Mental health in COVID times

Mental health in COVID times

If anyone had told me a year ago that our lives would start to resemble the movie Contagion, I would have dismissed them outright. Films are films; real life is…..well, it’s not what anyone thought it would be. We now live in strange and uncertain times, that are challenging in many different ways. The global lockdown saw people confined to their homes initially without any idea of how long this was going to last. People were either thrown together as never before, or separated from loved ones. The psychological effects of this are now only starting to be seen and will have far-reaching consequences at many levels.

The lockdown challenged us all. I can only think of a couple of people in my wider circle who genuinely didn’t mind and whose lifestyles were not really affected in any significant manner. For the vast majority, it has been, and continues to be, a very different story. My focus in this piece is going to be on mental health and emotional wellbeing. As I continued my work through online counseling sessions, I began to see how different people were coping. From establishing exercise routines, eating at regular times, getting sufficient sleep, to learning new skills and reviving old hobbies, the list is pretty comprehensive. Many of us connected with friends across the globe in a way we hadn’t earlier, with regular calls and Zoom meet ups. In my own extended family, there were several Zoom birthday parties, which actually brought together family members from around the world after many years. I was struck by how creative people were in structuring their time and also dealing with the overall uncertainty.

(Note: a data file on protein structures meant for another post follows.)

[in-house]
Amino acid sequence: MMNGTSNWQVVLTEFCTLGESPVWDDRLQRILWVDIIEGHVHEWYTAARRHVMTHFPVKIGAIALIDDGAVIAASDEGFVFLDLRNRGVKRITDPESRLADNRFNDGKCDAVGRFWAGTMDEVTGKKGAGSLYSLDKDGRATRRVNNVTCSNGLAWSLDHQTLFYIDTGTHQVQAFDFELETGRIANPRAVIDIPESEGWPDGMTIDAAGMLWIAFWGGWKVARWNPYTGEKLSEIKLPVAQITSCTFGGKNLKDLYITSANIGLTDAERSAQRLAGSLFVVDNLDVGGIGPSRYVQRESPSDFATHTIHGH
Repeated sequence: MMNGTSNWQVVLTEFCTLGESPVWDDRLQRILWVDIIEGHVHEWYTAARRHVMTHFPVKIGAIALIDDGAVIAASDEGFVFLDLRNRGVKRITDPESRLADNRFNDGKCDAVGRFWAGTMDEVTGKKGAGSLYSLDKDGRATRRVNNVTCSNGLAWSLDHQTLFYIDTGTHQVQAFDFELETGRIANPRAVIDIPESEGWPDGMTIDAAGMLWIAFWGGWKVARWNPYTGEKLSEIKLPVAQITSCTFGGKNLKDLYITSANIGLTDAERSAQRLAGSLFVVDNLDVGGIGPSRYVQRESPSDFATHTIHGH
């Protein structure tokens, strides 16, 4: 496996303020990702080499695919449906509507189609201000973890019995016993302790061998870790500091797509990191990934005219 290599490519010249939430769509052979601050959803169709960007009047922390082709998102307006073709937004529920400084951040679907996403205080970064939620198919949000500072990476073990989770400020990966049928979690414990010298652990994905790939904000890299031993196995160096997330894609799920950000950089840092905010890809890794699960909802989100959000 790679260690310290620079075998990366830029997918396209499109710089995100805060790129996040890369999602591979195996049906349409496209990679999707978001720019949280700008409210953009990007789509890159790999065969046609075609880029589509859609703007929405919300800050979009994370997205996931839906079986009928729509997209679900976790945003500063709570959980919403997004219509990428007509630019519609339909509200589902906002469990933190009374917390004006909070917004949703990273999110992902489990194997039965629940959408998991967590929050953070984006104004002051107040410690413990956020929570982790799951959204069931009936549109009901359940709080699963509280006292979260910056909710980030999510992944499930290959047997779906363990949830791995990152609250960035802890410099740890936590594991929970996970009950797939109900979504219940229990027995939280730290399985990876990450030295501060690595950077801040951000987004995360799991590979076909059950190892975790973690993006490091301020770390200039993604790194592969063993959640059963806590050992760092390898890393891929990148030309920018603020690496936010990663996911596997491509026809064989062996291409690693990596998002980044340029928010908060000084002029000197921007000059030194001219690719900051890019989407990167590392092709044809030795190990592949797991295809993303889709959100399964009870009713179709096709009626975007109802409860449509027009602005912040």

With the lockdown lifted, day to day life is slowly returning to normal. Or…is it? The latest acronym that has fast become commonplace is WFH. I have to admit when I first encountered it, I had to look it up as it resembled closely, or so I thought, an even more commonly used expletive. The shift to “working from home” happened pretty much overnight. WFH and various forms of flexi-working are not new concepts but in the wake of the pandemic, WFH became the only way forward for many in the workforce. The term “work-life balance” has taken on a somewhat new meaning as people try to figure out how to juggle their work responsibilities alongside supervising their children’s online schooling while finding time for various other household duties. All of this has added to the stress that many are experiencing on a daily basis. WFH has also meant that people are deprived of the regular human contact and interactions that we all take for granted during a normal working day. Just how much people are missing their office environment is illustrated by the following tale. Back in April, a Swedish music & sound studio called Red Pipe, created a webpage and Spotify playlist made up of different workplace sounds (The Sound of Colleagues). This was done as a joke but more than half a million people tuned into it and data suggests that many keep it on in the background.

These fundamental changes to the way we work and spend large chunks of our day, means that we need to be even more aware of our emotional wellbeing. Regular routines are important as are breaks from work. Zoom fatigue is very much a reality now and we need to be vigilant about this. Exercise in any form is always helpful, and there is plenty of solid evidence from scientific research to show that physical activity does help to lift mood. Checking in with friends and family, face to face where possible, and by phone or through cyberspace is crucial to maintaining an equilibrium. And if all, or any of this, feels like a struggle, that’s ok too. We are all dealing with a new reality and there will be times when it feels overwhelming. It’s ok to seek help, to talk to a trained professional, a counselor or therapist. In fact, it’s a wise decision because it means we are taking care of our mental health. 

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